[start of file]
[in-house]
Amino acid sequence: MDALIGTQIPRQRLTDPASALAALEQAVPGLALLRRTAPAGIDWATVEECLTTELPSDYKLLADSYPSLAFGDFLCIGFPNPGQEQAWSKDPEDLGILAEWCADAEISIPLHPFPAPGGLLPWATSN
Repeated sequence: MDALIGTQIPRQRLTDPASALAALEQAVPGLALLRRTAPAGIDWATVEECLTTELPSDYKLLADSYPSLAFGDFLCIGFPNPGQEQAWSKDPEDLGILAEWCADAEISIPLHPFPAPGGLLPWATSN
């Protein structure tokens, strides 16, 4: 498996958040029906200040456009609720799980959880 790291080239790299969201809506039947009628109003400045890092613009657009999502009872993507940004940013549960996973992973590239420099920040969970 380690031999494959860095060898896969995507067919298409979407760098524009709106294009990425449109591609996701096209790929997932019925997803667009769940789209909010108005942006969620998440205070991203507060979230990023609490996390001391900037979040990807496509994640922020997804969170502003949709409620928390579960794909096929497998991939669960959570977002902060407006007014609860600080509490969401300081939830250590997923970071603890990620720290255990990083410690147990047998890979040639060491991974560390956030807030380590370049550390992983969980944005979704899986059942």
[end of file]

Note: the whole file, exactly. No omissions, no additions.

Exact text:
[in-house]
Amino acid sequence: MDALIGTQIPRQRLTDPASALAALEQAVPGLALLRRTAPAGIDWATVEECLTTELPSDYKLLADSYPSLAFGDFLCIGFPNPGQEQAWSKDPEDLGILAEWCADAEISIPLHPFPAPGGLLPWATSN
Repeated sequence: MDALIGTQIPRQRLTDPASALAALEQAVPGLALLRRTAPAGIDWATVEECLTTELPSDYKLLADSYPSLAFGDFLCIGFPNPGQEQAWSKDPEDLGILAEWCADAEISIPLHPFPAPGGLLPWATSN
């Protein structure tokens, strides 16, 4: 498996958040029906200040456009609720799980959880 790291080239790299969201809506039947009628109003400045890092613009657009999502009872993507940004940013549960996973992973590239420099920040969970 380690031999494959860095060898896969995507067919298409979407760098524009709106294009990425449109591609996701096209790929997932019925997803667009769940789209909010108005942006969620998440205070991203507060979230990023609490996390001391900037979040990807496509994640922020997804969170502003949709409620928390579960794909096929497998991939669960959570977002902060407006007014609860600080509490969401300081939830250590997923970071603890990620720290255990990083410690147990047998890979040639060491991974560390956030807030380590370049550390992983969980944005979704899986059942």